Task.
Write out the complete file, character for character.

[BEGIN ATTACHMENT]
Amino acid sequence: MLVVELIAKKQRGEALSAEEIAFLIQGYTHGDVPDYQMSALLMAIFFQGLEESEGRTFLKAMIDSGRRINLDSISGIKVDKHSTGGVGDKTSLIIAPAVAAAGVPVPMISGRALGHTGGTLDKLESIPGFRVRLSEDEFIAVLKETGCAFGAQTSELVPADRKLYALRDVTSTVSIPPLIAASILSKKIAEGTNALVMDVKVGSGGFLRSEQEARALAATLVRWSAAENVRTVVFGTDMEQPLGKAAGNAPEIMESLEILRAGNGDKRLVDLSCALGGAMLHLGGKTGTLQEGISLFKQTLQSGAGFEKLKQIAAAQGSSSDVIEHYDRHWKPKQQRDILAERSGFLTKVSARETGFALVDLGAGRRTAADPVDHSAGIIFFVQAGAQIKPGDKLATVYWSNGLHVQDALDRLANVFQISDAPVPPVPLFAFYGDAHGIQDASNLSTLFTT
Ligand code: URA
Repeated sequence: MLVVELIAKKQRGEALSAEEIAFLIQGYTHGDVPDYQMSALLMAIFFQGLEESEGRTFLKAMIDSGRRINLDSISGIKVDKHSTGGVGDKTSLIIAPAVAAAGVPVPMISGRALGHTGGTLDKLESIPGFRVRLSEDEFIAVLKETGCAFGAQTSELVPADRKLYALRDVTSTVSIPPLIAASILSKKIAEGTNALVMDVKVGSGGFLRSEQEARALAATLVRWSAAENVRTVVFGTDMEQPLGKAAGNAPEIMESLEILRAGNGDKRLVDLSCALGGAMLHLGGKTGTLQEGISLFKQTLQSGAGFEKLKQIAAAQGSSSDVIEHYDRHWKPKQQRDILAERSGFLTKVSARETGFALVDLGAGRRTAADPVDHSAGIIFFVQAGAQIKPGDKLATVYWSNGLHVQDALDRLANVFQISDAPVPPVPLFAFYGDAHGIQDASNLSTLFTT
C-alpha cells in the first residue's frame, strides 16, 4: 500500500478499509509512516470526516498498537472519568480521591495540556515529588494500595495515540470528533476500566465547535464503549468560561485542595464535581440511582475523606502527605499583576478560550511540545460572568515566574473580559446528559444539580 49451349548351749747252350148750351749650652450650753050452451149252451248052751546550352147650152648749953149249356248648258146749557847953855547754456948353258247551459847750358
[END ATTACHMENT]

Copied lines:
Amino acid sequence: MLVVELIAKKQRGEALSAEEIAFLIQGYTHGDVPDYQMSALLMAIFFQGLEESEGRTFLKAMIDSGRRINLDSISGIKVDKHSTGGVGDKTSLIIAPAVAAAGVPVPMISGRALGHTGGTLDKLESIPGFRVRLSEDEFIAVLKETGCAFGAQTSELVPADRKLYALRDVTSTVSIPPLIAASILSKKIAEGTNALVMDVKVGSGGFLRSEQEARALAATLVRWSAAENVRTVVFGTDMEQPLGKAAGNAPEIMESLEILRAGNGDKRLVDLSCALGGAMLHLGGKTGTLQEGISLFKQTLQSGAGFEKLKQIAAAQGSSSDVIEHYDRHWKPKQQRDILAERSGFLTKVSARETGFALVDLGAGRRTAADPVDHSAGIIFFVQAGAQIKPGDKLATVYWSNGLHVQDALDRLANVFQISDAPVPPVPLFAFYGDAHGIQDASNLSTLFTT
Ligand code: URA
Repeated sequence: MLVVELIAKKQRGEALSAEEIAFLIQGYTHGDVPDYQMSALLMAIFFQGLEESEGRTFLKAMIDSGRRINLDSISGIKVDKHSTGGVGDKTSLIIAPAVAAAGVPVPMISGRALGHTGGTLDKLESIPGFRVRLSEDEFIAVLKETGCAFGAQTSELVPADRKLYALRDVTSTVSIPPLIAASILSKKIAEGTNALVMDVKVGSGGFLRSEQEARALAATLVRWSAAENVRTVVFGTDMEQPLGKAAGNAPEIMESLEILRAGNGDKRLVDLSCALGGAMLHLGGKTGTLQEGISLFKQTLQSGAGFEKLKQIAAAQGSSSDVIEHYDRHWKPKQQRDILAERSGFLTKVSARETGFALVDLGAGRRTAADPVDHSAGIIFFVQAGAQIKPGDKLATVYWSNGLHVQDALDRLANVFQISDAPVPPVPLFAFYGDAHGIQDASNLSTLFTT
C-alpha cells in the first residue's frame, strides 16, 4: 500500500478499509509512516470526516498498537472519568480521591495540556515529588494500595495515540470528533476500566465547535464503549468560561485542595464535581440511582475523606502527605499583576478560550511540545460572568515566574473580559446528559444539580 49451349548351749747252350148750351749650652450650753050452451149252451248052751546550352147650152648749953149249356248648258146749557847953855547754456948353258247551459847750358